What if you die and money is left in your bank account? What happens to that money will depend on whether you have a joint account. If you don't have a joint account, what happens to your money will depend on whether you have a beneficiary designated for your account.
Motley Fool’s recent article, “Here's What Happens to Your Bank Account When You Pass Away,” says that married people commonly open joint bank accounts. Sometimes, non-married family members open accounts jointly for different purposes.
If you have an account with a spouse or another person, and you die, the account will generally become the property of the joint holder. iI you designate a beneficiary on your bank account, that person will generally be entitled to receive the money in it. This is true even if you don't have a will.
Even with a designated beneficiary on your bank account, the account will likely have to go through probate. Sometimes, a will could make it so you can avoid probate. However, even if not, it will be clear who the money in your bank account is supposed to be assigned to.
If you don't have a spouse, children, or other relatives, and you pass away without having designated a beneficiary for your bank account, after the probate process, the money in that account will likely become the property of your estate. However, this will generally only occur if you don't have a will or a beneficiary on your account and have no clear beneficiaries that can be identified through the probate process.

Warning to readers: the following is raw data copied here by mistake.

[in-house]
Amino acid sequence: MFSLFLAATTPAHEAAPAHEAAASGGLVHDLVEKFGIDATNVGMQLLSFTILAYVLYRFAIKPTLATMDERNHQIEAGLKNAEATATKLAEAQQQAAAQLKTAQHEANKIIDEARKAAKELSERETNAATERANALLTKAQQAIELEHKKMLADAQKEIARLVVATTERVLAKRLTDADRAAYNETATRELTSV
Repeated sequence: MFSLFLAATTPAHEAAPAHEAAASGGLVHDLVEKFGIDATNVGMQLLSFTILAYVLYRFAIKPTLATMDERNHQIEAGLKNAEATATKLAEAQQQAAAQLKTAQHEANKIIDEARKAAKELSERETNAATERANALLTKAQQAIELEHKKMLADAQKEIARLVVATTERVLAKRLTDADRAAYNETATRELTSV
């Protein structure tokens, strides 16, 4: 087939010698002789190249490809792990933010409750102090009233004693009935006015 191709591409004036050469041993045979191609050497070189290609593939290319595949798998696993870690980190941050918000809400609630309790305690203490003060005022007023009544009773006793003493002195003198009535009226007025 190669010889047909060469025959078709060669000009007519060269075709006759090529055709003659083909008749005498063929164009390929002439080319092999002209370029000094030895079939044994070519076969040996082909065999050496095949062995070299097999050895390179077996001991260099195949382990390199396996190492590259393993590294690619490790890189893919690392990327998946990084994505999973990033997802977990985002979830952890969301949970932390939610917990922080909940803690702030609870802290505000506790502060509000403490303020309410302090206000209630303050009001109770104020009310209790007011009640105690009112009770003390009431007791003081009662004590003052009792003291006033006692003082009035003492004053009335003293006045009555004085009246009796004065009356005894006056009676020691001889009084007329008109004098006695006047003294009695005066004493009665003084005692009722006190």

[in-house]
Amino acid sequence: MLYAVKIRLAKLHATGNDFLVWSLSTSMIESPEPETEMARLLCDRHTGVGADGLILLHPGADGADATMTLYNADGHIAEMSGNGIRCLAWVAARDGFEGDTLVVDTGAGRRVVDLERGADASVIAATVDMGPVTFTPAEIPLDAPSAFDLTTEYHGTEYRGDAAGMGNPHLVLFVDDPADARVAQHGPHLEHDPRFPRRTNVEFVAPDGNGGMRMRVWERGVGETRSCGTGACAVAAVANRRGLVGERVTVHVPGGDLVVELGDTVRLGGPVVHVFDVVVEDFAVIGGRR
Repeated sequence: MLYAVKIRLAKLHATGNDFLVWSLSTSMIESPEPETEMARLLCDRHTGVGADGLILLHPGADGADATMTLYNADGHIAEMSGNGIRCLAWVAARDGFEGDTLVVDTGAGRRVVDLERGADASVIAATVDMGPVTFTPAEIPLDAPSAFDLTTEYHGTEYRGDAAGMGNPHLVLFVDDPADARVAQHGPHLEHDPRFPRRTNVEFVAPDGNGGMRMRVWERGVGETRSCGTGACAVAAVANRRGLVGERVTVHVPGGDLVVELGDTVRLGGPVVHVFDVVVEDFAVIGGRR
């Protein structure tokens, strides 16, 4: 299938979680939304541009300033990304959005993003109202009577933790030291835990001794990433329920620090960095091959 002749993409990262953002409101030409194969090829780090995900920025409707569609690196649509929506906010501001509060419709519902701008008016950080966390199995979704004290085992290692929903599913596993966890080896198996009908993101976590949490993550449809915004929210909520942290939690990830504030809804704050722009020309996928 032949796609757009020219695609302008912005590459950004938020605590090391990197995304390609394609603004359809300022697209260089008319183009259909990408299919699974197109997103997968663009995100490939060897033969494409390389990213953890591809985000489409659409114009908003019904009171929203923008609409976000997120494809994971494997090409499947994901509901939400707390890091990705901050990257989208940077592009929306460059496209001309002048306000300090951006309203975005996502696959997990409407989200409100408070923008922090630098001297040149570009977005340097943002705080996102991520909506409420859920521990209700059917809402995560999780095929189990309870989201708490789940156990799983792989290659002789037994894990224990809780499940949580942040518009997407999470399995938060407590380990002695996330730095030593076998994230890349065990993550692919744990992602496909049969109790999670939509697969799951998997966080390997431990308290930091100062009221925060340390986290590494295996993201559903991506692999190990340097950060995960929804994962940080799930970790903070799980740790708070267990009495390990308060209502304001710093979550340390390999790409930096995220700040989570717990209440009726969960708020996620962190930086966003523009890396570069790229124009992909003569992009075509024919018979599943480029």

It may be that you have no family but have an old friend that you want to leave your money to in the event of your death. If you want such wishes carried out, you'll need a will.
It's a good idea to put a will in place, even if you don't have much in the way of assets.
A valid will on file makes it more likely that your wishes are carried out upon your death. If you're certain you want a specific person to receive the funds from your bank account after your passing, make them your account's beneficiary.
If you're uncertain how to do that, talk to your bank and ask what paperwork you must submit. Taking a little time to designate a beneficiary could make it so a person you care about gets your money after you pass, instead of becoming state property.
Reference: Motley Fool (Sep. 5, 2023) “Here's What Happens to Your Bank Account When You Pass Away”